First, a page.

for integer). Likewise, the second input variable is the real
array, **x**, positioned as the second argument in
**trig**. This pattern continues until all the input
variables are listed. Variables in the input list do not have to be
listed in any particular order. In other words, we could have just
as easily listed the inputs as:

x,2,'r', n,1,'i'

Once all the input variables are listed, we can specify the output variable or variables, denoted in this example by:

'out',[1,5],3,'r'

The key word **'out'** always appears,
followed by a matrix notation informing SciLab that the output
variable, **y**, is a 1x5 array. The
**3** gives the position of **y** in
the subroutine's argument list, and **r** states
that the variable is type real.

Subroutines having more than one output variable simply need
to list the parameters associated with each variable on the output
side in the **fort** argument list and include each
variable on the left-hand side of the expression. For example,
assume we have a Fortran subroutine given by:

SUBROUTINE WIN95(IDEAS,BUGS,DOS,DELAY) REAL*4 BUGS(1,1), DOS, DELAY(1) INTEGER*2 IDEAS . . . RETURN END

The input variables are **DOS** and
**IDEAS**, and the outputs are
**BUGS** and **DELAY**. After
compiling and linking this subroutine into SciLab, it is called
by:

-->bugs,delay]=fort('win95',dos,3,'r',ideas,1,'i', 'out'[99,99],2,'r',[1,10],4,'r')

It's as easy as that!

When coupling Fortran subroutines with SciLab, any
**print** statements within your Fortran subroutines
will not print to the SciLab session. Instead they print to the X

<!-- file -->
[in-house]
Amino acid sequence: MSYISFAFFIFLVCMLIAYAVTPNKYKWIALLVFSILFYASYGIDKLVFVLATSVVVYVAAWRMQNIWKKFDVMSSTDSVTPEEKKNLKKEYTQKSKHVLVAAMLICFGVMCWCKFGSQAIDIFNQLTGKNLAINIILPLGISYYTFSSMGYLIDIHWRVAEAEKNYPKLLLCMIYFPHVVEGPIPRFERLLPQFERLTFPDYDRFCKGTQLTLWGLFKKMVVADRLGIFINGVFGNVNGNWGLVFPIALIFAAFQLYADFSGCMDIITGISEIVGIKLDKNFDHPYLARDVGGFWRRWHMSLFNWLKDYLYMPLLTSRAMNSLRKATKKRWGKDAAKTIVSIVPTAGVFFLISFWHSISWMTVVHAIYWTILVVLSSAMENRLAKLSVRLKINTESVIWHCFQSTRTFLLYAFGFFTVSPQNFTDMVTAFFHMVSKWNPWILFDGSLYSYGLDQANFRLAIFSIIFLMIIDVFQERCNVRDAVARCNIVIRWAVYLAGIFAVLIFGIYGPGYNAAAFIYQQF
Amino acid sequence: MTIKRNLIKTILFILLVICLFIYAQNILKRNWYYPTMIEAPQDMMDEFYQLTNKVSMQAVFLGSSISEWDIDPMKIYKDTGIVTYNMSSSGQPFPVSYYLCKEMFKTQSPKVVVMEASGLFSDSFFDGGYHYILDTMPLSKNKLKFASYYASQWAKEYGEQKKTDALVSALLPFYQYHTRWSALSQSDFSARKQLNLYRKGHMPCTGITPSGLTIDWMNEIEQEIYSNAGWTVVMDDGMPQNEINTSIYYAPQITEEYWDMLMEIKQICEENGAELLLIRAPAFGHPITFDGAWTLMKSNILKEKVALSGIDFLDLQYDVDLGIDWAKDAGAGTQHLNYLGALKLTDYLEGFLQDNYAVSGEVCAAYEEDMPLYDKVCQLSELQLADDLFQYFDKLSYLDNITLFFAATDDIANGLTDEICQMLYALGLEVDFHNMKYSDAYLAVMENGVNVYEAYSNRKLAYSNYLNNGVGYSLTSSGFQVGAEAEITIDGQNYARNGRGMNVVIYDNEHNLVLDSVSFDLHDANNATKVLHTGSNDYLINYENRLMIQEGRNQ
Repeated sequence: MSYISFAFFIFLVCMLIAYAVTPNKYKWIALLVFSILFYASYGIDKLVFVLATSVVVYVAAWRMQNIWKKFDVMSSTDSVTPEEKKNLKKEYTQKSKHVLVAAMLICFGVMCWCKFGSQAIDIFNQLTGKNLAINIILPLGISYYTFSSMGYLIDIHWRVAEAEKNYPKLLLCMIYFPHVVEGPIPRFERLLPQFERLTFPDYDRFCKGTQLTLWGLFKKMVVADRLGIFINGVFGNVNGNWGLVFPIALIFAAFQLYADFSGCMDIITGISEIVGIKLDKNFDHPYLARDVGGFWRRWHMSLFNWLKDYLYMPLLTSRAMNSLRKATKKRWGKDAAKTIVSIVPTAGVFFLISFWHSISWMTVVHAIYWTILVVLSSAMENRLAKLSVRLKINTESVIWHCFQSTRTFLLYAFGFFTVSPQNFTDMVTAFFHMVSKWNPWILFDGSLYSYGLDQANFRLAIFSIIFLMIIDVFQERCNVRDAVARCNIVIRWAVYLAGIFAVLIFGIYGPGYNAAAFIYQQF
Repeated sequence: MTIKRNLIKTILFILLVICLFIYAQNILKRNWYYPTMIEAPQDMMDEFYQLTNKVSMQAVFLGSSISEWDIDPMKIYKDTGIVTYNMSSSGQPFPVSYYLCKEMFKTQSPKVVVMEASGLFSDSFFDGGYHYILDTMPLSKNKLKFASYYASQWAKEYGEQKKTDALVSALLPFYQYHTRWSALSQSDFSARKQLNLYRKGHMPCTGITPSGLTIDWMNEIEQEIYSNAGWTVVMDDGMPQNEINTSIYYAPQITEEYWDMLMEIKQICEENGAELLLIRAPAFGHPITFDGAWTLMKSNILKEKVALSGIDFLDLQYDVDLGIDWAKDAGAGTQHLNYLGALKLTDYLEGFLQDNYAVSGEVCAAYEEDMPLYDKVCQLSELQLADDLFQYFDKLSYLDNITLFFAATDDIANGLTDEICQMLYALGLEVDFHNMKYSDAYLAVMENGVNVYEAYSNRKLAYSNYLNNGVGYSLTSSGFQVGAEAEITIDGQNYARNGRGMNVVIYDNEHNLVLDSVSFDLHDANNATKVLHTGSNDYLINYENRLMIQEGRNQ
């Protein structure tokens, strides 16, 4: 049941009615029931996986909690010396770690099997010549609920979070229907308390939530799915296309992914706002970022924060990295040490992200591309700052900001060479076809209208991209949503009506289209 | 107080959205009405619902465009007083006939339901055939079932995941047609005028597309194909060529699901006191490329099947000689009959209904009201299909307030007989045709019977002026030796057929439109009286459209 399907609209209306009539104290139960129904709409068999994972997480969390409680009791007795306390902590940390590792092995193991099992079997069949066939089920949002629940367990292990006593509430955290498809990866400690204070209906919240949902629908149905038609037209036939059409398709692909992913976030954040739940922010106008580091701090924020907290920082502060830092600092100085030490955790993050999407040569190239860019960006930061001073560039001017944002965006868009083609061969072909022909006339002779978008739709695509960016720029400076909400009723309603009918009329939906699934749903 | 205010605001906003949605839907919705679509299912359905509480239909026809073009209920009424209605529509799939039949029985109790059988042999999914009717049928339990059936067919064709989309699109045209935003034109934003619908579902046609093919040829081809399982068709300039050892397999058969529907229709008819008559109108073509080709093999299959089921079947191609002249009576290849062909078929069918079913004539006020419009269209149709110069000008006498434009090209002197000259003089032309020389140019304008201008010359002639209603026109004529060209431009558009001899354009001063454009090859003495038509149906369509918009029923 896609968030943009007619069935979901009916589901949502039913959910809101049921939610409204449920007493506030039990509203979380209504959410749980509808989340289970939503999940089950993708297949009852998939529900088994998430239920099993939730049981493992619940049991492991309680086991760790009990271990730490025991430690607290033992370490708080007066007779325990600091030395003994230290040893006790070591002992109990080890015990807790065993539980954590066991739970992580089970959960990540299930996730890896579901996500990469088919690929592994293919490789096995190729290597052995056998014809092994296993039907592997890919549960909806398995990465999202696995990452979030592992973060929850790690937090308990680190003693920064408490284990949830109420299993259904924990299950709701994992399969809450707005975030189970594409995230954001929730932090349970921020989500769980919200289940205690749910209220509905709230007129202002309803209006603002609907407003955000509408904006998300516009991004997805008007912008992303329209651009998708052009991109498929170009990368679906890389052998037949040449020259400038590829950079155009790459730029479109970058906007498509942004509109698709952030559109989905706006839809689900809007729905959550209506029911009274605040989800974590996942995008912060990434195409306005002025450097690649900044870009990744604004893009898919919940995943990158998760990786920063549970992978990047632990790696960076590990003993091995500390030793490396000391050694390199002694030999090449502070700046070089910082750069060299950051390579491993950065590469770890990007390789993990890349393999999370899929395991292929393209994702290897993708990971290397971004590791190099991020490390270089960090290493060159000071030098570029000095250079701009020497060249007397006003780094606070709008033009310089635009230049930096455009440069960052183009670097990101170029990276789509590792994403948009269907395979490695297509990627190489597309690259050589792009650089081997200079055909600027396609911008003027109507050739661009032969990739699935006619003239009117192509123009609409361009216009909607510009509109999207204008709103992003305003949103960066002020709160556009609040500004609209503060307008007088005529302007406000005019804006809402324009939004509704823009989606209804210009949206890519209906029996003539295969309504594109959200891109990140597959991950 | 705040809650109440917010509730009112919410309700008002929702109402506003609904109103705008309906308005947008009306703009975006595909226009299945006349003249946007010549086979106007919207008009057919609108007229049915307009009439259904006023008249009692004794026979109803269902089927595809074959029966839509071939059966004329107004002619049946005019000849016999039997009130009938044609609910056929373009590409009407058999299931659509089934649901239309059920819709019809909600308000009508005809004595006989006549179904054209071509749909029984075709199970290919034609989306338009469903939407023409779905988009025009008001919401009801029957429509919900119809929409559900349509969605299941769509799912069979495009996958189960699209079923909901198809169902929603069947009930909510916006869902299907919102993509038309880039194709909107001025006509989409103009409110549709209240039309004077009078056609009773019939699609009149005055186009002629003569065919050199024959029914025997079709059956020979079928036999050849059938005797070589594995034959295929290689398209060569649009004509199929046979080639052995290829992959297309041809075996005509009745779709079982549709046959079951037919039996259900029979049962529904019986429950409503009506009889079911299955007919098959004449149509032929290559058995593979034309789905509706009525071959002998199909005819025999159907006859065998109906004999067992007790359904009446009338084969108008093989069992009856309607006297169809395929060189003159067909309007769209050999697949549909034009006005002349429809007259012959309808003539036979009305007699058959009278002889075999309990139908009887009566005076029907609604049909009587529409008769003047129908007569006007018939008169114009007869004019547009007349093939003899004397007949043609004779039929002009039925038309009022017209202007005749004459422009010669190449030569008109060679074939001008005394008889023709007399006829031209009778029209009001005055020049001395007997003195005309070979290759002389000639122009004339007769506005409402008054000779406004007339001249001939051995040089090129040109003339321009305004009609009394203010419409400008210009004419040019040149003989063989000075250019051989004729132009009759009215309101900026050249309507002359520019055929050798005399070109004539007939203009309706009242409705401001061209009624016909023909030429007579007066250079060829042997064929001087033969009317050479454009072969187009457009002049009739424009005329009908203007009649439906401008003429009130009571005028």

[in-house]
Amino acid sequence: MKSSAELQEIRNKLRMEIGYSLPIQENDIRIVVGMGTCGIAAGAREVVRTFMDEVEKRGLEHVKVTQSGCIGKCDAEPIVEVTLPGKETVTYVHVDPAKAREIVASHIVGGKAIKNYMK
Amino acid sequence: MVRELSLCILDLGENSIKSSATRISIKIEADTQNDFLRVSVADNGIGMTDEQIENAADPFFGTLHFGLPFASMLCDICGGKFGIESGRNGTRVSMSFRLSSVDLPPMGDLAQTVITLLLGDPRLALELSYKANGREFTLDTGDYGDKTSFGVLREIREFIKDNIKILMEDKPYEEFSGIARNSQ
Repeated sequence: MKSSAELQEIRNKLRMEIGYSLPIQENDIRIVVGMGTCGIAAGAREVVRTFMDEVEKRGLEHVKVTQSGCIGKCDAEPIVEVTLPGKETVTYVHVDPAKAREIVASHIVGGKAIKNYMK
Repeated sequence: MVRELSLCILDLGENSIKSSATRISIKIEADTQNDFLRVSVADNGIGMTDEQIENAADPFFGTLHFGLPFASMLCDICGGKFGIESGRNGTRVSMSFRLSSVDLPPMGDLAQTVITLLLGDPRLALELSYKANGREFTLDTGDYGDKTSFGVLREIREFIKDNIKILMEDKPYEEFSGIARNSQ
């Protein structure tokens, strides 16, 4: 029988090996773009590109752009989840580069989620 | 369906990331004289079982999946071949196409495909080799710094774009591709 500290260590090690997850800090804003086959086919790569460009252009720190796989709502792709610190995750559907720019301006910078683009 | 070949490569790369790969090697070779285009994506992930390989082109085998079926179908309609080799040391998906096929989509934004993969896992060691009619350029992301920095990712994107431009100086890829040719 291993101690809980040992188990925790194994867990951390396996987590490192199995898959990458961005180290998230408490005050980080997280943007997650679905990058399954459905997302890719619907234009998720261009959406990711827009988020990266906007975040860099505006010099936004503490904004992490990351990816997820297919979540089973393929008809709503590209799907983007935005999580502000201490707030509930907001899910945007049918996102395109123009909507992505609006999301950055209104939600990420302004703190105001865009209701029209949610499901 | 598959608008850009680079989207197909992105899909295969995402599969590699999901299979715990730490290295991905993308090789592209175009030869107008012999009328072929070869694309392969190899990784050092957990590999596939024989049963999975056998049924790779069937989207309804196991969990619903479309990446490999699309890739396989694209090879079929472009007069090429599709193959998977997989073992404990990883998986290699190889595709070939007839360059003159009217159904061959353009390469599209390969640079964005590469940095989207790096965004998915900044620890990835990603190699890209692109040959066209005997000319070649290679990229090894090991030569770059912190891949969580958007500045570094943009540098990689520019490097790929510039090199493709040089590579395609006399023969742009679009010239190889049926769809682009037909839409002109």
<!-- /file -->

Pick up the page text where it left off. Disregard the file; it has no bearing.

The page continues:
window from which you started SciLab (or on the console monitor if
you loaded Scilab from a window manager, such as FVWM). More
importantly, the dynamically linked Fortran subroutines can
**open, read, write**, and **close**
disk files. Subroutines containing **COMMON** blocks
must be restructured to accept all the variables and constants
through the **fort** command line.

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## Comments

## Fortran on Linux

Take look at this web site:

http://www.fesb.hr/~psarajce/LinuxOS.html

## Also, the Netbeans IDE

Also, the Netbeans IDE provides good FORTRAN support.

## Fortran F90/95

For those interested in FORTRAN under Linux OS, look for

Fortran F90/95which is a high level programming language, successor to the Fortran F77. It includes pointers, dinamic allocation, collon notation (when working with arrays), operator overloading, modules, and many more! It is equivalent to C programming language in all of it's features, plus everything from standard Fortran F77 (complex numbers native support). Fortran F90/95 is THE choice for scientists and engineers, due to the fact that it can be easily mixed with F77 source codes (calling F77 subroutines from F90 source code)! Thus, all subroutines once written in F77 are accesible through F90 sintax (including all repository subroutines found on Netlib (such as Slatec)! Also, there is an complete IDE for Fortran F90 on Linux OS, which is called Photran (based on Eclipse). KDevelop Multilanguage can be used as Fortran F77 IDE on any Linux OS (with KDE desktop)! Fortran F90/95 compilers (free versions) for Linux include: Intel Fortran Compiler for Linux 9.0, G95 fortran compiler, and GCC 4.0 part called gfortran. They all can be integrated with Photran IDE.